Quinn did too not understand why she is not normal like other children. She couldn't walk, she couldn't play. All she was during is just crying all night long. This was a horrible thing that a mother can see happing with her child.

Photo Courtesy: Review Photo/Kevin Graff Quinn Hughes, who suffers from arthritis, has been chosen as youth honoree for the Walk to Cure Arthritis to be held Saturday in Cleveland. She will lead Team Q Girl to raise money for arthritis research and programming for the Arthritis Foundation.
After all this happing Connie took her to pediatrician, she was examined and was thought that she might have broken a hip and thus she was sent to Akron Children's Hospital. This was just a misdiagnosed by doctors. But finally she was diagnosed with juvenile idiopathic arthritis. This is an autoimmune and inflammatory arthritis that mainly affect children under age of 16.

Initially all the family members were in shock, but they still stand strong for their daughter to get treated well. Connie said that after the diseases is properly diagnosed the goal is set how get treated. First thing was to avoid flare-ups as much as possible.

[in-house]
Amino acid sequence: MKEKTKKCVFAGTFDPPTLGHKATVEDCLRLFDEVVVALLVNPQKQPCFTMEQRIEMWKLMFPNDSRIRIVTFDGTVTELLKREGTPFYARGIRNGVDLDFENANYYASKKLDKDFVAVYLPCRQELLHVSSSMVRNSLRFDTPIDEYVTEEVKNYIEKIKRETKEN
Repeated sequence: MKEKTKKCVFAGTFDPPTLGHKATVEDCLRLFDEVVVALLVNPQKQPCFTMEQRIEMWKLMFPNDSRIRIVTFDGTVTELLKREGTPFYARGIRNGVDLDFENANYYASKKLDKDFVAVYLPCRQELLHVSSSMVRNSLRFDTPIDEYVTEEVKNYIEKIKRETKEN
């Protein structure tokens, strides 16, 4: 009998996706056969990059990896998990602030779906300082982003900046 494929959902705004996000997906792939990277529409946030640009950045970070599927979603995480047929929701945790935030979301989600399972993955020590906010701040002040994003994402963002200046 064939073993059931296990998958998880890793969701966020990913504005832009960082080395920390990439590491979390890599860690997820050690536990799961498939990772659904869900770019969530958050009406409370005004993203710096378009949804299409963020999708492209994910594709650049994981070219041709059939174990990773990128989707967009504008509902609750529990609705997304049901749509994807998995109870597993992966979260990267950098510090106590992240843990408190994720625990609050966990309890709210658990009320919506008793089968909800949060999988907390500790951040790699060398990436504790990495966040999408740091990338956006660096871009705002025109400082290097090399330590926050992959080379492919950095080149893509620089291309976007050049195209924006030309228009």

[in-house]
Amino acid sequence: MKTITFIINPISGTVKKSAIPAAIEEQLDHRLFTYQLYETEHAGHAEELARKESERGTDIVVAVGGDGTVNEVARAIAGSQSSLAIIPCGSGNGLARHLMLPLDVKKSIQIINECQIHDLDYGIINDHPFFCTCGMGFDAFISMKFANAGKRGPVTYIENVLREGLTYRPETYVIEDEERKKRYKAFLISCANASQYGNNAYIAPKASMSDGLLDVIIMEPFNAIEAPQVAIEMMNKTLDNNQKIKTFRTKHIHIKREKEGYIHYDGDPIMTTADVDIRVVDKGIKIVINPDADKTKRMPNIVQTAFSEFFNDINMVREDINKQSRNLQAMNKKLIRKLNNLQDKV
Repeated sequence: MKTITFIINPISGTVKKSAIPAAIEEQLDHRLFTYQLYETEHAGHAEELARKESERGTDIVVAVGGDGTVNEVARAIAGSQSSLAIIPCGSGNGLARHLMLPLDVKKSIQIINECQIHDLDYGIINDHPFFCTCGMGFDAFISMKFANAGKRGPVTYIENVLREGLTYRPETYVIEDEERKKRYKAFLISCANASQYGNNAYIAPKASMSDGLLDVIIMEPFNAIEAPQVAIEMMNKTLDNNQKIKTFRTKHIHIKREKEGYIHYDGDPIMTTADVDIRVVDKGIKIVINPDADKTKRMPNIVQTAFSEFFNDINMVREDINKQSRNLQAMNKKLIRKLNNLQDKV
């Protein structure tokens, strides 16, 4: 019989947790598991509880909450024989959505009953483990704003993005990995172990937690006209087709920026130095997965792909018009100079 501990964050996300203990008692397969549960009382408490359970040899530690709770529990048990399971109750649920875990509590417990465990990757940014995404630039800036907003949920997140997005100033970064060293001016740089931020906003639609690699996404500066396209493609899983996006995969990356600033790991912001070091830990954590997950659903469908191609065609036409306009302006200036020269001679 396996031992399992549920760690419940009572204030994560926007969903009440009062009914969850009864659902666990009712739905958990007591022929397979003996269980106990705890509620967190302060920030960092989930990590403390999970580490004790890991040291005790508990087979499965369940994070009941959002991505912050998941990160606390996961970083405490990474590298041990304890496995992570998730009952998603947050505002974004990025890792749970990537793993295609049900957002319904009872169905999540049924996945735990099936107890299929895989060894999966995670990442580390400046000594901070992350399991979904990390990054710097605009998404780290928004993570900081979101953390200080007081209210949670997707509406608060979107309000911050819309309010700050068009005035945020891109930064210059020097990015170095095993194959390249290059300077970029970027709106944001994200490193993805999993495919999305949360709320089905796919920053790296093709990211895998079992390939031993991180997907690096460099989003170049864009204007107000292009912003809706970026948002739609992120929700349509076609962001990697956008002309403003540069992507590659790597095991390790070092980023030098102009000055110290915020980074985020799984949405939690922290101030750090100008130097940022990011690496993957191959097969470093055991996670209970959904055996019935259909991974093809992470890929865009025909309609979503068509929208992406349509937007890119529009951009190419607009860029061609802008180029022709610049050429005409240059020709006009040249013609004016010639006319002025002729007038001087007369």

Today, Dr. Elizabeth Brooks at Rainbow Babies and Children's Hospital in Cleveland is taking care to Quinn. She now can walk and do her little job by herself.

Connie said that when she sees her daughter doing well, she feels happy and says that those were the days when Quinn couldn't even hold brush to do hair in the morning. She even needed help to dress up. She was just dipped into pain and couldn't do anything. The worries beside ourselves are now gone, we just need to follow what her doctor is saying to do.

For keeping inflammation and pain at bay, Quinn is on mix of medications along with proper diet and exercise. Still this improvement and precaution taken was not spared without a setback. In 2011 she had some depletion in her immune system. Still the hope did not died; she again got better after some extended stay at hospital.